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Poll: Rahm Emanuel in Trouble With Chicago Voters

Image: Poll: Rahm Emanuel in Trouble With Chicago Voters

Saturday, 10 May 2014 10:46 PM

Chicago Mayor Rahm Emanuel has no better than a 50-50 chance of getting re-elected in 2015, said a veteran pollster who canvassed voters for the Chicago Sun-Times and found cratering support for the sharp-tongued former Washington operative.

Only one in five Chicago voters said Emanuel is an improvement on the previous mayor, Richard M. Daley, and fewer than a third of voters said they would support him if the election were held today, according to a new poll conducted for the Sun-Times.

Emanuel's handling of school closings and a teacher's strike, coupled with a plague of gang violence and shootings in Chicago's toughest neighborhoods, have hurt the mayor and given potential rivals an opening.

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“Right now, Rahm is not connecting. If he doesn’t do that, he’s gonna lose,” said the pollster, Michael McKeon.

The election is nine months away, on Feb. 24, and Emanuel is lapping would-be challengers in fundraising. But a $7 million campaign war chest and connections to influential Democrats — including the two U.S. presidents he worked for — won't necessarily sway voters.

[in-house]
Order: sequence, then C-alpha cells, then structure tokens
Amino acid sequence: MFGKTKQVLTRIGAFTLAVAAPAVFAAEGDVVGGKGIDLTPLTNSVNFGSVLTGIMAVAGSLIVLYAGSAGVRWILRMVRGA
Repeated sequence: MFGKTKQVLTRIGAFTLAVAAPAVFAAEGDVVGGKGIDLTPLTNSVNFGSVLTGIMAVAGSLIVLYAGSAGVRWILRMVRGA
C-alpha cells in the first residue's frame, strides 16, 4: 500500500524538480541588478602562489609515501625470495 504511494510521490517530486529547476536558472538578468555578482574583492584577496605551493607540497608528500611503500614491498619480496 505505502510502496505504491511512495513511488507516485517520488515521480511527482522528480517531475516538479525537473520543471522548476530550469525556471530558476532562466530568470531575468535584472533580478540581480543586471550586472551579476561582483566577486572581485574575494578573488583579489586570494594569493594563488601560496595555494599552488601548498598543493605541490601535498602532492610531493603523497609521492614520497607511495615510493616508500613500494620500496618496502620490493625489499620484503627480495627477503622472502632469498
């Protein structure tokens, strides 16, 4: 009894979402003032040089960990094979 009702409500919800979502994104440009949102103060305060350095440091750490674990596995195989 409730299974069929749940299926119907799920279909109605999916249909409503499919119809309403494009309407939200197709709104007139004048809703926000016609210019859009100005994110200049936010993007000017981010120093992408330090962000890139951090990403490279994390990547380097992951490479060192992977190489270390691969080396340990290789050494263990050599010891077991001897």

McKeon said Emanuel, in his effort to promote Chicago as a global capital, might have lost sight of the city's local character. He said "a solid candidate who talks to the neighborhoods" will pose problems for Emanuel, especially in African-American and Hispanic communities where the mayor's support is in the single digits.

The poll contacted 511 registered Chicagoans who said they were “very likely” to vote next February. It also compared support for Emanuel to other potential candidates and found Cook County Board President Toni Preckwinkle — "the challenger City Hall fears most," the Sun-Times reported — within striking distance: 26 percent to Emanuel's 29 percent, well inside the poll's 4.2 percent margin of error.

Emanuel’s standing with white voters and seniors remains strong. Black voters, who failed to turn out in significant numbers in 2011, have gone from indifferent to hostile and may be motivated to find a new mayor.

“The African-American community is galvanized on schools and crime,” said McKeon said.

A poll in March for the Sun-Times found that Emanuel's minority support was actually better than widely assumed and that "narratives floating around about Emaneul in trouble with African Americans across the board in the city may need some retooling,"

But two months later, the newspaper's bottom line is, "If the election were held today, Emanuel would find himself in a horse race."

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